The Reunion VIII: Dinner and drinks

The evening had turned to night now, cold and young. Liveried waiters moved around with delicious snacks and drinks. The women sat together on sofas around glass-topped tables and chatted. Children ran around the hall, not paying attention to the stares from concerned parents. We, the men, stood within serving distance of the bar and talked and laughed like there was no tomorrow!

It has been some time now, and my memory does not serve me well, so I do not remember what we were talking about. I only remember the feeling of happiness, light headedness, and careless abandon that floated around the hall that evening.

Macha walked in. Macha was Ashish Kumar Deb, before he was rechristened ‘Macha’. Why? Ha ha ha! He was always full of bluster and big talk and lived life to the hilt. He had his ills too, and many people did not like him, but that did not stop him from living it king size. He had had some reverses along the way, like the rest of us, but for the most part – he was still the old ‘MACHA’.

We hugged. I do not remember when I had hugged Macha last – we were not close that way! Yes, him and I often crossed our paths in our common pool of friends, but no, we were not close. But today, everyone was close.

Macha also looked pretty much unchanged – he had gained weight, but it was difficult to tell. He was portly and stocky of built even in college. He sported the same handlebar mustache that was so characteristic of him. His face showed signs of aging, though. Fat is a great culprit you see. It has a tendency to get deposited in places which tells people that one has seen the years. And yes, there were the characteristic dark circles under his eyes – reminder of the life in the fast lane that he lived. Not many knew the details of his family life, and few bothered to ask, and today too he had come alone.

Children had started to have dinner now, and their mothers were eyeing the dinner stand too, when Sridhar and his family walked in. When I looked at Sri, short for Sridhar, I realized I had forgotten how tall he was. Or had he grown in height after he left college? No, that was not possible. And yes, he had lost hair. Well, he was on his way to being bald even in college, but now he really, truly was bald. And whatever little mope of hair he had had, he had got shaved. So yes, he had a shiny head now. Dark and shiny like a shaligram, that shiny stone found only in some places and revered as an earthly manifestation of ‘Vishnu’, the God of Gods. And it was a coincidence too that ‘Sridhar’ meant ‘Vishnu’ – one who holds Sri, or Lakshmi, the goddess of wealth and prosperity.

Sridhar had always been soft spoken and courteous, and girls liked him, and that was a problem point with boys. But we were beyond that now, of course. Sridhar lived and worked in the UK. He was an orthopedic surgeon, but in the UK he worked with rehabilitation services for the spinal injury patients. He had recently been felicitated by the royal family for his work with the paraplegics. His work paid him well and gave him enough leaves so that he could travel the world, which he did. He had seen more places across the globe than most of us had even heard of.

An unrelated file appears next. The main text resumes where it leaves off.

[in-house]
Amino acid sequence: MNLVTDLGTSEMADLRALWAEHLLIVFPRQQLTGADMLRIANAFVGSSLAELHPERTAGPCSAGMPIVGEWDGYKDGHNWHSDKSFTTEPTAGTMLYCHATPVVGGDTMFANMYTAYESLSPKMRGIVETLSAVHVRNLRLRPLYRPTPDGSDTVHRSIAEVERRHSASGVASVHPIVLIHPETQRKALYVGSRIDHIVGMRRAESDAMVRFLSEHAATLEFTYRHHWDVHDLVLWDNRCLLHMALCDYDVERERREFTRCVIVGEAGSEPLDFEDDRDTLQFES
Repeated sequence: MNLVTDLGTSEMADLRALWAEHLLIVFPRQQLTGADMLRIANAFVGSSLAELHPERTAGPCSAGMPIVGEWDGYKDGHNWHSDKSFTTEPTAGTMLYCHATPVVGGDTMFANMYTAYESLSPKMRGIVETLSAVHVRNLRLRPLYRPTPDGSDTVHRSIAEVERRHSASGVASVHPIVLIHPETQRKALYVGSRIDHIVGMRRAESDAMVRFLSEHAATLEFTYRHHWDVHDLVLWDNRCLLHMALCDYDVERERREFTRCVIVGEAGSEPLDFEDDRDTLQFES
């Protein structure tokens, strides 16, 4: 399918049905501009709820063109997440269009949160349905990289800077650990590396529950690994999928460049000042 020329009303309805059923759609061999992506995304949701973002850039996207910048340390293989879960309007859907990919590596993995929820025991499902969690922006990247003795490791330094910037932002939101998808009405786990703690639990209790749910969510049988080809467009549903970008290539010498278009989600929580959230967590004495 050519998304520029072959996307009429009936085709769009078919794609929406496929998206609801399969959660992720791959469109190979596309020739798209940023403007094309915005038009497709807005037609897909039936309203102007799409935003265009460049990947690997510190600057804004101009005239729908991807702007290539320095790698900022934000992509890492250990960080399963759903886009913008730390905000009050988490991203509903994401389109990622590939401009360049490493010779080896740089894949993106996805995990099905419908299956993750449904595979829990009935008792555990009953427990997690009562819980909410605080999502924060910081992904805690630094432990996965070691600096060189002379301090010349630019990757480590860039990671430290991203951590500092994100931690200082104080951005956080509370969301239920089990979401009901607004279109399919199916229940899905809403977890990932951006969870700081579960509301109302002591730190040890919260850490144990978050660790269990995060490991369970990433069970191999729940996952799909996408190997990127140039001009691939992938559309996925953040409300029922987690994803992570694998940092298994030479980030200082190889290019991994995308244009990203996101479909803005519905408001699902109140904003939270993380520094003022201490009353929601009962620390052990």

Sometimes people said denigrating things about him, but I suppose they were just plain jealous. As was I. What wouldn’t I give for a job like his? It would be a dream come true. I could travel the whole world and write and write and write. Yes, it would be a dream job. But, unfortunately, he had the job and I had the dream.

Anyway, to each his own. We welcomed Sri with greater cheer than we had welcomed the others, since the whiskey was working now. The boys were talking loudly, leaning on each other and patting each other’s back more often than normal – signs that the party was going well.

The children and their mothers had finished their dinners by now. The men continued talking. Sri, however, was tired and he excused himself and had his dinner and left. Swati, Sudipa and Vaishali eyed us while leaving, a gentle reminder to stay within limits of sobriety. We were promised a little leeway, but we had to know our limits – fair enough!

When everyone had gone, Macha pulled a table in the middle of the hall and ordered the waiters to make arrangement for the remaining guests around that table. We sat around the table, our drinks in our hands, and continued to chat. Macha had appropriated the last remaining bottle of liquor now and had brought it to our table. That saved us the bother of going to the bar to refill our glasses.

‘Food, Sir?’ the manager of the banquet asked tentatively.

‘Later,’ was Macha’s gruff reply.

Avinash called the manager close to him and whispered something in the ear. It had been arranged. We will get a little more of our quality time – courtesy Macha and Rajaji. As more drinks were poured the laughter flowed, everyone talking all at once – I, Appu, Sutanu, Shyam, Macha, Avinash.

We were served dinner where we sat. All of us ate, except Macha – he was on a liquid only diet! It was just like college days again!!

The night wore on and soon it was time to go. Rajaji and Macha had to go drive to their respective places. We lumbered back to our hotel; everyone was tired, tipsy but satisfied; and happy! It would be a good night’s sleep. Tomorrow we would go around the temples of the town and have lunch at Rajaji’s place – oooh, I was so excited, I wondered if I would be able to sleep that night!!

To be continued………………………………….

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By Divya Narain

Additional Professor in Plastic Surgery, doting father, loving husband, newbie author. Love travel and literature. Love reading religion, politics and history!


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